- Sens. Marco Rubio and Rand Paul aim to appeal to conservatives at strategy forum
- Their inexperience may prove to be a hurdle in the future, political experts say
- Rubio, Paul lend rock star status and conservative credentials to broader party
- Both are seen as possible 2016 presidential candidates
Remarks by Sens. Marco Rubio and Rand Paul to their party's conservative core on Thursday were a sneak peek at the roster of possible 2016 Republican presidential candidates and hints at the direction of a party in the midst of a makeover.
In both cases, political experts say, the GOP has a lot of work to do.
"Part of it is trying to find the next generation of leaders. But because in some ways they are so inexperienced and untested, it is evidence that Republicans have a very thin team right now," said Julian Zelizer, a Princeton University historian and CNN contributor. "They are relying on voices and politicians that are not tested in a national arena."
Rubio, the son of Cuban immigrants and Paul, the son of libertarian maverick former Rep. Ron Paul, R-Texas, made several allusions to their youthful energy when they walked into main ballroom at the Conservative Political Action Conference.
But their value as speakers and burgeoning leaders within their party go beyond their youth, Zelizer said.
"Rubio represents an effort to broaden their base and bring in immigrants. Paul represents a kind of libertarian, individualistic and anti-government ethos," Zelizer said.
"They are searching for new voices and new talent. (Rubio and Paul) are up-and-comers and they represent a part of the party that many people feel has been lost in recent decades," he added.
An upcoming, internal report by the Republican National Committee is expected to highlight the need to bring in more of these types of voices as the party continues to regroup in anticipation of the 2014 midterm and 2016 presidential elections.
The report will also stress the need for outreach to specific demographic groups in hopes of identifying more effective ways to attract minority and younger voters.
The appeal to youth was on display on Thursday at the CPAC event outside Washington.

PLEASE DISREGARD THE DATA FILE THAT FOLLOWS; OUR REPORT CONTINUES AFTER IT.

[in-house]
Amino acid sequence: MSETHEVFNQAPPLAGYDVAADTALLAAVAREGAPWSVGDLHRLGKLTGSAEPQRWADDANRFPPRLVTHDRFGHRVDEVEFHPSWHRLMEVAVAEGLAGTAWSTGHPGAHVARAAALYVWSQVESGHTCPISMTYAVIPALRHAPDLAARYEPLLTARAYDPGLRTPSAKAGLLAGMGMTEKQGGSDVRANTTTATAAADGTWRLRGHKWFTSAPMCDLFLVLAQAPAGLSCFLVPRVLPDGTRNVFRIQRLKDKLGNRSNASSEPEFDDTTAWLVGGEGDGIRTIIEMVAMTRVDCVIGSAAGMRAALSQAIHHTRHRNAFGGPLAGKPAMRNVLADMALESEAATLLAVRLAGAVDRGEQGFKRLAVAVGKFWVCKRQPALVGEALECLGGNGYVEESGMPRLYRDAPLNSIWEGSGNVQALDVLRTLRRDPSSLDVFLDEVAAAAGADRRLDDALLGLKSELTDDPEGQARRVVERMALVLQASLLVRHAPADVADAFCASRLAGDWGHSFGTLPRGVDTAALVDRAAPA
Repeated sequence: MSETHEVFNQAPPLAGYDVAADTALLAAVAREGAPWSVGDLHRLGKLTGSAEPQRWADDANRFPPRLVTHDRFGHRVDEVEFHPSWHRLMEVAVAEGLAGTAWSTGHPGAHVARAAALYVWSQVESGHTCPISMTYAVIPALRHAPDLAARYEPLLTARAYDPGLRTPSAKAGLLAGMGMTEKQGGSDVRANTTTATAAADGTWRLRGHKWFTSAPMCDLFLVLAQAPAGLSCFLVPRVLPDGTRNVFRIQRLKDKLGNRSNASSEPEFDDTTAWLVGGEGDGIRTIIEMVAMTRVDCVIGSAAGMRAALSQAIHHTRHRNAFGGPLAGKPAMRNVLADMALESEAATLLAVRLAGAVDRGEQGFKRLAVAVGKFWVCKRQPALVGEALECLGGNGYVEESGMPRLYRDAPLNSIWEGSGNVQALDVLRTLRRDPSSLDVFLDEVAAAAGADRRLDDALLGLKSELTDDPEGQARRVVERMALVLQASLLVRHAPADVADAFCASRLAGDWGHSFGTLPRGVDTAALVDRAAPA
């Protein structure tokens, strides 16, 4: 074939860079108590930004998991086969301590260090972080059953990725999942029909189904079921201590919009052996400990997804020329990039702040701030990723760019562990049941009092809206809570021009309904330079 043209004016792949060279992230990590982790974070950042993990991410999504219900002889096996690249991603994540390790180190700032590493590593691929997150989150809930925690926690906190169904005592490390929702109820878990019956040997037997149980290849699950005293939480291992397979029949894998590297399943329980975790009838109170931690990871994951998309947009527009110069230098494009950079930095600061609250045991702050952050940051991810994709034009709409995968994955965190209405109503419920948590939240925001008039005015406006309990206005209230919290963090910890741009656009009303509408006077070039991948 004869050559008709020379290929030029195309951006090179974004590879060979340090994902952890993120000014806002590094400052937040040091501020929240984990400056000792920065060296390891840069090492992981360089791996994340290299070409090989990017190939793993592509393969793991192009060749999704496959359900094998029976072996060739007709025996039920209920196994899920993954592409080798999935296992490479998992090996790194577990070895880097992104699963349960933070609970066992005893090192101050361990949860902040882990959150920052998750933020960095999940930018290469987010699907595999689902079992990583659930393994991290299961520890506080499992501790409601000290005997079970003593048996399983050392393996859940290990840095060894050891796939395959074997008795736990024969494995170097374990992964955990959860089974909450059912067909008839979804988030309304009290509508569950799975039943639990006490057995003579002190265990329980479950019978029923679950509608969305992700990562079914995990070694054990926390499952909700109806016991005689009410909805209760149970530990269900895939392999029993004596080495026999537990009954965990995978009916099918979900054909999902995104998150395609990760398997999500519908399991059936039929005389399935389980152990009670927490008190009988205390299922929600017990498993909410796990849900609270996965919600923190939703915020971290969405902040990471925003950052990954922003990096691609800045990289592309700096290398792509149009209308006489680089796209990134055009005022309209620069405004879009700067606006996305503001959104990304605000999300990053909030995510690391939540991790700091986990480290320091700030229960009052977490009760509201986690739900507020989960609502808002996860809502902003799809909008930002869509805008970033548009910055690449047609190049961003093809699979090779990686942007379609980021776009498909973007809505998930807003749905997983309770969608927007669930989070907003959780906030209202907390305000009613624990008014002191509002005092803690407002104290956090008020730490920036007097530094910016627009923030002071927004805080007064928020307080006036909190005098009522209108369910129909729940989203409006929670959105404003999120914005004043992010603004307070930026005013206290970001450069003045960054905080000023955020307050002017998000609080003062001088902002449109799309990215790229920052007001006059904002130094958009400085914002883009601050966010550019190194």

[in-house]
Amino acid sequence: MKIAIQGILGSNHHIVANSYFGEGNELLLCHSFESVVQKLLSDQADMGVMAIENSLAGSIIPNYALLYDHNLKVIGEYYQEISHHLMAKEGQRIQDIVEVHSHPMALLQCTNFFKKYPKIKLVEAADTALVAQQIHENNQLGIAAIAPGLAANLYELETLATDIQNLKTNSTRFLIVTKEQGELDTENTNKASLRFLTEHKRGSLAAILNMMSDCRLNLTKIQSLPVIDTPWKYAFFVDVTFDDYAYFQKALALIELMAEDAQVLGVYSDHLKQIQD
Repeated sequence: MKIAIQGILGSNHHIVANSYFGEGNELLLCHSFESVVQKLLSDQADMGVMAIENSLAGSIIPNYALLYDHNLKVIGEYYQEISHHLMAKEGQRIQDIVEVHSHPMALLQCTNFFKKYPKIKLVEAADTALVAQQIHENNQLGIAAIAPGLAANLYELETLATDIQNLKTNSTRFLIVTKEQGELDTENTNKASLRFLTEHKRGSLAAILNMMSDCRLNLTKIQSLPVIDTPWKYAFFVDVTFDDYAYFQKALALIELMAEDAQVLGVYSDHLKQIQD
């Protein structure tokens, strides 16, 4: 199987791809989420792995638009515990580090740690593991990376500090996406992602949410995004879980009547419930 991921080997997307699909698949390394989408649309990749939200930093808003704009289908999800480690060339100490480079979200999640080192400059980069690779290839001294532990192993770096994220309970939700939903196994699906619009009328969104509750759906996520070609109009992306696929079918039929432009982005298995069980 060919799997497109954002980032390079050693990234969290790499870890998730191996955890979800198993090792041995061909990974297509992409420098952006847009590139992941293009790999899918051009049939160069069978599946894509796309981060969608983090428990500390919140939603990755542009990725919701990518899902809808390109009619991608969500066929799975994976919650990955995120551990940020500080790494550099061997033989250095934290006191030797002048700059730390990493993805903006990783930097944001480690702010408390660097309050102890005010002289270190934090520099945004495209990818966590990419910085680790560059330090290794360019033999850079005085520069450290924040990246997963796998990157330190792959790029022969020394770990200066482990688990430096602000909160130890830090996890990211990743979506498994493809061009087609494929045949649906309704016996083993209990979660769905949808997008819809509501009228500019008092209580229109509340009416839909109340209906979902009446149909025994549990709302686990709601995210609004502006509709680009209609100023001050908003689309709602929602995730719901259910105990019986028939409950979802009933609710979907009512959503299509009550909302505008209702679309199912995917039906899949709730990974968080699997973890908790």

Rubio of Florida, who entered and exited the room to the pop hit "Beautiful" by the boy band One Direction, underscored the need to reduce student loan debt.
Paul of Kentucky made several references to the challenges faced by college graduates looking for work in a still-tough economy overseen by the Obama administration.
"The Facebook generation can detect falseness and hypocrisy a mile away. They are the core of the 'leave me alone' coalition. They doubt that Social Security will be there for them," Paul said. "They worry about jobs and money, rent and student loans. They want leaders that won't feed them a line of crap or sell them short. They aren't afraid of individual liberty."
Both ticked off what they see as benefits of conservatism and the need to safeguard American values.
"Just because I believe states should have the right to define marriage in the traditional way does not make me a bigot," Rubio said. "The people who are actually closed-minded in our society are the ones who love to preach about climate science and refuse to believe the science that life begins at conception."
In many ways, Rubio's speech took a cue from his response on behalf of Republicans to President Barack Obama's State of the Union address. Rubio reiterated why he feels conservatism and limited government are good for the middle class.
He offered no new policy rollouts and while immigration reform wasn't the focus of his speech, he did touch on how he feels being conservative means being pro-legal immigration.
Meanwhile, sources familiar with Paul's remarks said he saw his appearance as an opportunity to establish himself as a mainstream Republican leader following his nearly 13-hour filibuster of John Brennan's nomination as CIA director last week over the Obama administration's policy of targeting terror suspects with drones.
His remarks also sought to touch on various brands of conservatism as he discussed the future of the Republican Party and how to talk about such issues as immigration reform and school choice in a way that unites the GOP.
That effort should focus less on luminaries and more on the people listening to them, Patrick Millsaps, former chief of staff for Newt Gingrich's 2012 presidential campaign, told CNN on Thursday.
"I think the GOP and members of my party, the conservatives, need to be more concerned right now about not who's standing behind the podium, but the people in the seats," Millsaps said. "Those are the people that are very interested in ideas and they are the people that are going to get people elected."